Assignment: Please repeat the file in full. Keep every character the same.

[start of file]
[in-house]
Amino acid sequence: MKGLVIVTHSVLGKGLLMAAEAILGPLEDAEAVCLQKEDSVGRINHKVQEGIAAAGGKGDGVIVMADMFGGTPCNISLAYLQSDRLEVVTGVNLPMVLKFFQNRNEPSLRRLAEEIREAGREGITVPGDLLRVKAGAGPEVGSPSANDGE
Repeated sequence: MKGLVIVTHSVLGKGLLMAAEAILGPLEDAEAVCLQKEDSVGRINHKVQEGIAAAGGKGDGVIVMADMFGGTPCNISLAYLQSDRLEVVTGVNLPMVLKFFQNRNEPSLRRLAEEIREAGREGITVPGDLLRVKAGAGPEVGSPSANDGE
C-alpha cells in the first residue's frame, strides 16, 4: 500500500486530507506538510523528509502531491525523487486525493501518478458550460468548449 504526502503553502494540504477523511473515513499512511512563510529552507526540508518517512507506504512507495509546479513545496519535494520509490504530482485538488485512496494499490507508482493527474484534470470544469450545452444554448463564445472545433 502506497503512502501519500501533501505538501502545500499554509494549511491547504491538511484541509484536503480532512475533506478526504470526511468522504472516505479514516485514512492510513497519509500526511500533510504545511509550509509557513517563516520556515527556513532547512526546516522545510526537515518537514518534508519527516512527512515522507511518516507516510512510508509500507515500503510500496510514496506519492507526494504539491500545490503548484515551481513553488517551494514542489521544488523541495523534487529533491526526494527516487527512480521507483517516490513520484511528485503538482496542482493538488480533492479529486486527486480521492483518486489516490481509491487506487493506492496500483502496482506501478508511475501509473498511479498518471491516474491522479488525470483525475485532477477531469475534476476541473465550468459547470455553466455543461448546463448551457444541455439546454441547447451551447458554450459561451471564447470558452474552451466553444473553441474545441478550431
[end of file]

[in-house]
Amino acid sequence: MKGLVIVTHSVLGKGLLMAAEAILGPLEDAEAVCLQKEDSVGRINHKVQEGIAAAGGKGDGVIVMADMFGGTPCNISLAYLQSDRLEVVTGVNLPMVLKFFQNRNEPSLRRLAEEIREAGREGITVPGDLLRVKAGAGPEVGSPSANDGE
Repeated sequence: MKGLVIVTHSVLGKGLLMAAEAILGPLEDAEAVCLQKEDSVGRINHKVQEGIAAAGGKGDGVIVMADMFGGTPCNISLAYLQSDRLEVVTGVNLPMVLKFFQNRNEPSLRRLAEEIREAGREGITVPGDLLRVKAGAGPEVGSPSANDGE
C-alpha cells in the first residue's frame, strides 16, 4: 500500500486530507506538510523528509502531491525523487486525493501518478458550460468548449 504526502503553502494540504477523511473515513499512511512563510529552507526540508518517512507506504512507495509546479513545496519535494520509490504530482485538488485512496494499490507508482493527474484534470470544469450545452444554448463564445472545433 502506497503512502501519500501533501505538501502545500499554509494549511491547504491538511484541509484536503480532512475533506478526504470526511468522504472516505479514516485514512492510513497519509500526511500533510504545511509550509509557513517563516520556515527556513532547512526546516522545510526537515518537514518534508519527516512527512515522507511518516507516510512510508509500507515500503510500496510514496506519492507526494504539491500545490503548484515551481513553488517551494514542489521544488523541495523534487529533491526526494527516487527512480521507483517516490513520484511528485503538482496542482493538488480533492479529486486527486480521492483518486489516490481509491487506487493506492496500483502496482506501478508511475501509473498511479498518471491516474491522479488525470483525475485532477477531469475534476476541473465550468459547470455553466455543461448546463448551457444541455439546454441547447451551447458554450459561451471564447470558452474552451466553444473553441474545441478550431